London - Andrew Flintoff said he had enjoyed being back in the spotlight during English county cricket's Twenty20 finals day with Lancashire but added: "If we'd won it would have been a hundred times better."
Former England captain Flintoff was set to be nothing much more than a squad player at Edgbaston on Saturday, having played just two matches since coming out of retirement at the start of this season.
But he found himself thrust into a big-match environment once again after Kabir Ali was injured in the semi-final win over Hampshire.
The 36-year-old all-rounder, whose international career ended after England's 2005 Ashes series win following a succession of injuries, promptly dismissed former Test team-mate Ian Bell on the Warwickshire batsman's home ground with his first ball of the final.
As if that was not enough, he took Lancashire close to victory with two sixes off Oliver Hannon-Dalby at the end of the 19th over only for the visitors to lose by four runs.
Flintoff revealed Sunday he had apologised to 25-year-old Hannon-Dalby after 'sledging' the bowler as the final approached its tense climax
"I had one of those horrible things where my eyes went a little bit, and I started to get really into it," Flintoff, speaking on the Flintoff and Holdcroft podcast, said Sunday.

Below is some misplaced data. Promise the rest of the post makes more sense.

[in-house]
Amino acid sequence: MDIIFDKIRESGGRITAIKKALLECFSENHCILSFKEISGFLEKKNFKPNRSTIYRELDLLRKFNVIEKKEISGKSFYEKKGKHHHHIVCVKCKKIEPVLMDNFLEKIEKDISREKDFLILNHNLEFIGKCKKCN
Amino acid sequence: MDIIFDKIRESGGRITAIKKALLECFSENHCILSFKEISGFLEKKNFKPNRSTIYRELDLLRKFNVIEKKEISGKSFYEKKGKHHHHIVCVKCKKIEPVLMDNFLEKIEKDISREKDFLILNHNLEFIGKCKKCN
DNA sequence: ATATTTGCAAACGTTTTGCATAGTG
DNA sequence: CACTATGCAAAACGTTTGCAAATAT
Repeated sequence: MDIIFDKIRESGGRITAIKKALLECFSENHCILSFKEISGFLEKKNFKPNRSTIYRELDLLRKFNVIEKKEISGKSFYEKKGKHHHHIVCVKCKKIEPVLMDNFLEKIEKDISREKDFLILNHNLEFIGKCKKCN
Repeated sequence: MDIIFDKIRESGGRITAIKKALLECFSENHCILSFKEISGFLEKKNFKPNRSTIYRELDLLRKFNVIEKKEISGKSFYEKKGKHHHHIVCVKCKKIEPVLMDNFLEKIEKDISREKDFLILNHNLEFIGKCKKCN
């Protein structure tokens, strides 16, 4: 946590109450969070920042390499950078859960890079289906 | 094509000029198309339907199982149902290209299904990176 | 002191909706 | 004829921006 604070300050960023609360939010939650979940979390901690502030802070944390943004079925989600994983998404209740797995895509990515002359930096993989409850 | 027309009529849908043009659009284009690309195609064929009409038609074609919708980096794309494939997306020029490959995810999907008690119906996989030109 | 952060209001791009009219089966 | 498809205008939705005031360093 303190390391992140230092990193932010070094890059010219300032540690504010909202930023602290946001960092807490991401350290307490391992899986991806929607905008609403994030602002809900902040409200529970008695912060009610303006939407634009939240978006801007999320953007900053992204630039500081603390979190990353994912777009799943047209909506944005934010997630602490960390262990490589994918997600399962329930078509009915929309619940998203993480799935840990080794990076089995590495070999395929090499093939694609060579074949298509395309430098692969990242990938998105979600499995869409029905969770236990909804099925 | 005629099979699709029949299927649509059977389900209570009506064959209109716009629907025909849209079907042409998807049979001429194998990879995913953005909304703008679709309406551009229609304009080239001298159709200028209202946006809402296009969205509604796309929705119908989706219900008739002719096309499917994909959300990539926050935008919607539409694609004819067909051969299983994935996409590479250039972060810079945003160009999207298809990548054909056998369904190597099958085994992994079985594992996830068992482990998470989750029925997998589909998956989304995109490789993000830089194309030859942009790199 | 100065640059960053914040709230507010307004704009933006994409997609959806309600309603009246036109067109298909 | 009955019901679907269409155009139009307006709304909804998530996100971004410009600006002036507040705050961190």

"I started to think ... 'I can win this, I'm enjoying this, it's brilliant this'.
"I walked past him and he had a big grin on his face and he was staring at me.
"I shouted at him, 'What are you looking at?', but I put another word in.
"It's like shouting at strangers - I didn't even know him. I felt really bad - 'why have you done that?'."
Flintoff added: "We gave the crowd false hope. Fair play to the Warwickshire lads afterwards.
"They were deserving winners and I apologised to the big lad for shouting at him.
"If we'd won it would have been a hundred times better."
Flintoff explained he had been training alone while filming a television show about fish and chips, taking bowling boots and a cricket ball with him on a trip to the Scottish Highlands earlier in the week.
"I practised well on Friday, and I put myself in the frame but I didn't play the semi-final, I didn't expect to but there was the chance if someone went down injured I'd get a game," he said.
Ali's injury gave him his chance, not that Flintoff could quite believe it at first.
"I thought, 'how is this happening, it's Finals Day and I've been frying fish for three weeks," Flintoff said.
"I warmed up well and hadn't batted since the morning, and I thought 'I won't get in, I'm number nine'."
Meanwhile Bell said winning a trophy with Warwickshire, his native county, meant as much to him as any England success he had enjoyed.
"To win Finals Day is huge but to do it at home is unbelievable," Bell told the England and Wales Cricket Board's YouTube channel.
"The guys should enjoy it over the next couple of weeks. It was a great day for Warwickshire," added Bell, set to feature in England's five-match one-day series with India that is due to get underway in Bristol on Monday.
"Some of our batting in the middle was incredible. It wasn't just brutal with power, it was clever as well.
"It's nice to pop in for one day of T20 among all the hard work of a season!
"Any chance I get to play for the club I love doing it.
"When you win a trophy it means just as much as when you win for England."